What is a Colonscope?

A colonoscope is a flexible and steerable instrument to evaluate the entire colon (large intestine). The large intestine is approximately 3-5 feet long. A colonoscope is engineered such that biopsies of suspicious areas can be obtained, and polyps (which may turn into cancer) can be removed.

Has colonoscopy been shown to be effective in preventing cancer of the colon and saving lives

Yes. Colonoscopy accomplishes this by detecting and removing polyps, and detecting early cancers. Recent data show that both the number of new cases of colon cancer (incidence) and deaths from the disease are decreased when colonoscopy is performed according to established guidelines.

If colonoscopy is so effective at detecting polyps, colon cancer and saving lives, why aren’t more people having it?

The most common reason patients cite for not getting a colonoscopy is that their doctor did not discuss it with them. The next most common reason is fear or avoidance of the preparation (“prep”), which involves taking a laxative that causes temporary diarrhea for several hours. In addition, many people are simply unaware that they need colon cancer screening.

Is colonoscopy painful? Will I be sedated?

No, colonoscopy is usually not painful! Almost all colonoscopies can be performed using “intravenous sedation” or “twilight sedation” in which you are very drowsy but comfortable and still breathing on your own. The most common type of sedation also has a mild amnesiac effect, so most patients do not even remember the procedure! Your doctor can discuss with you the best form of sedation to suit your needs.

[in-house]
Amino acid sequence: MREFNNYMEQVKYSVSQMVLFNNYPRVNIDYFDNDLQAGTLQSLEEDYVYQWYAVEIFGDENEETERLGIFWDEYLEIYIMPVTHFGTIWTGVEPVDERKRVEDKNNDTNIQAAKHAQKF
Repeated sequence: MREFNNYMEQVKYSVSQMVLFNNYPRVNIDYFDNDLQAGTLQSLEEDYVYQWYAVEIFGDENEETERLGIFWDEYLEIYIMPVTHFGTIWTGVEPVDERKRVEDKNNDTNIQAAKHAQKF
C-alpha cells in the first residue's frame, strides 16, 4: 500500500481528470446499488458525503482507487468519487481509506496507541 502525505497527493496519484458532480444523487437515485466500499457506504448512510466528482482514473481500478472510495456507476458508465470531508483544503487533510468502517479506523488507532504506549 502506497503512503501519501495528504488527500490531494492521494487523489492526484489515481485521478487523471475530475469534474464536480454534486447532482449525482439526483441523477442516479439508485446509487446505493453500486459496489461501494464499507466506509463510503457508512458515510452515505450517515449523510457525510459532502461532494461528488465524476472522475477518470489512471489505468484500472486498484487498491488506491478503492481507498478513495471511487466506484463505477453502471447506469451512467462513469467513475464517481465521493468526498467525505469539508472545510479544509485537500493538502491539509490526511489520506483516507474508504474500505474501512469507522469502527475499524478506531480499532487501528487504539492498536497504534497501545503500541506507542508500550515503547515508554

Will my insurance pay for this procedure?

Medicare (and most third-party payers) will pay for colonoscopy for colon cancer screening, thanks to the hard work of advocacy groups and the efforts of national organizations such as the American College of Gastroenterology (ACG). Regrettably, a recent study showed a low compliance rate for screening (less than 30%) among Medicare patients.

When should I have a colonoscopy?

If you have no colorectal symptoms, family history of colon cancer, polyps, or inflammatory bowel disease you should have your first exam at age 45 whether you are a man or a woman since colon cancer affects both EQUALLY!

If one or more first-degree relatives (parent, sibling, or child) have had a precancerous polyp or colon cancer, the general guideline is to begin colon cancer screening 10 years younger than the youngest age of the family member with colon cancer, or age 40, whichever is younger. There are additional guidelines for suspected or confirmed rare syndromes, and you should discuss these options with your doctor.

Are there other methods to examine my colon besides colonoscopy?